UNTIL 1997, Mr David Lim never drank any wine unless he was on a flight.
'It was free (on board flights),' said the 36-year-old.
'However, when I met my wife-to-be, I was forced to drink in a more 'serious' manner. When we went out, I would buy the second cheapest bottle of wine.
'I didn't want to buy the cheapest because it would make me look really cheap, and buying the most expensive would blow a hole in my pocket.
'I didn't want to look silly.'
Soon he realised that wine was not just something to swirl around and sniff at.
He decided to go into the wine business, and today, he is the proud founder of Denise The Wine Shop, with over 35 outlets across Singapore and Malaysia.
With nearly 2,000 labels available at his outlets, Mr Lim has garnered several accolades for his entrepreneurial efforts.
Last year, he won the gold award for the 'Most Promising Young Entrepreneur' while Denise The Wine Shop received the gold award in 'Industry Excellence for Food & Beverage' at the 4th Malaysia Canada Business Council Business Excellence Awards.
PROVING OTHERS WRONG
It wasn't always so rosy.
His first outlet in Petaling Jaya, Malaysia, was in an area with more heartlanders.
Mr Lim said: 'There were doomsayers saying that it was not going to be easy to survive, and whether the market was ready (for a wine specialty shop).
'Wine is a seasonal business. In Singapore, about 30 per cent of our business is made during Chinese New Year and Christmas. The rest of the time, it's like we're killing mosquitoes.'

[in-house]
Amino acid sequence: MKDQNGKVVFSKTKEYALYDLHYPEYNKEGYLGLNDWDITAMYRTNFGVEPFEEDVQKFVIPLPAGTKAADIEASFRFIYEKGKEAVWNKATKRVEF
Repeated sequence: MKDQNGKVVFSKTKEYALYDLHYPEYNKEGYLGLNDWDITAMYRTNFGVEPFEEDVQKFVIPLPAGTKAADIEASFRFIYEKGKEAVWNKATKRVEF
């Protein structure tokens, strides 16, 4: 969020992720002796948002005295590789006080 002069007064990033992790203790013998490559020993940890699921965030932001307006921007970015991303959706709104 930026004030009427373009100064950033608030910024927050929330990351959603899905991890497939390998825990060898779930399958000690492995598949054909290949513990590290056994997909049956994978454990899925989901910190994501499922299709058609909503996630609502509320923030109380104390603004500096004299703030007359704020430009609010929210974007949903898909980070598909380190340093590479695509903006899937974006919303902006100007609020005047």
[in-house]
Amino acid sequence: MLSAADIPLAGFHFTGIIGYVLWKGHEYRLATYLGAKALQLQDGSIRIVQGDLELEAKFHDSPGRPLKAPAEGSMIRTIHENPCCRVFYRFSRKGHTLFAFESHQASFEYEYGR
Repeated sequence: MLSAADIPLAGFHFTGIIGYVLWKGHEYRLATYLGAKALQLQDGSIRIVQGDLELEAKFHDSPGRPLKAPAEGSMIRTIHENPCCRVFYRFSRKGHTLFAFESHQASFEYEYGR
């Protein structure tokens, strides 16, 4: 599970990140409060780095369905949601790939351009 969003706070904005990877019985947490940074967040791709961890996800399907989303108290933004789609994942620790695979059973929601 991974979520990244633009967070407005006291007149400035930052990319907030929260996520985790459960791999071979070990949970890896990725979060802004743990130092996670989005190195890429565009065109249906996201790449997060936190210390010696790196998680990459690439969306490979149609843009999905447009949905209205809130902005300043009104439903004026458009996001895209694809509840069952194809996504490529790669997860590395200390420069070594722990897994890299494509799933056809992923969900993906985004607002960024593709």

Not that they do, of course.
During such quieter periods, Denise The Wine Shop conducts activities such as cultivating wine appreciation classes during Father's and Mother's Day and the Mooncake Festival.
If you haven't got into wine appreciation, Mr Lim said: 'One of the important considerations would be to ensure that the wine is in its original shape.
'This means that the wine should be kept in good and consistent storage from the moment it leaves the vineyard and into the bottle to preserve its original flavour.
FIND A GOOD SOURCE
'Where you purchase your wine from is also important - you've got to get it from a trusted source. You should also look for places that can give you advice (on the types of wine to purchase).'
Mr Lim also said that there is a big difference in quality between commercially- produced wines and those which are produced by families.
He added: 'Wines are like sound systems and luxury items. From $25 to $80 per bottle, there's a huge difference, but from $1,000 to $1,500, it's just the fine details that are different.'
With the prices of some premium wines being high, it's easy to assume that it is a privilege enjoyed only by the wealthy.
But it needn't be so.
Mr Lim explained: '(Wine) started off that way; it was something that belonged to the elite. Doctors, lawyers wanted to be seen holding one of them.
'When I had my first shop (in Malaysia), I had curtains instead of a door. I knew it wasn't good for the wine, but I was afraid that (having a door) would make it look expensive and uninviting.
'It's not just wine I'm selling - it's an experience for everyone.'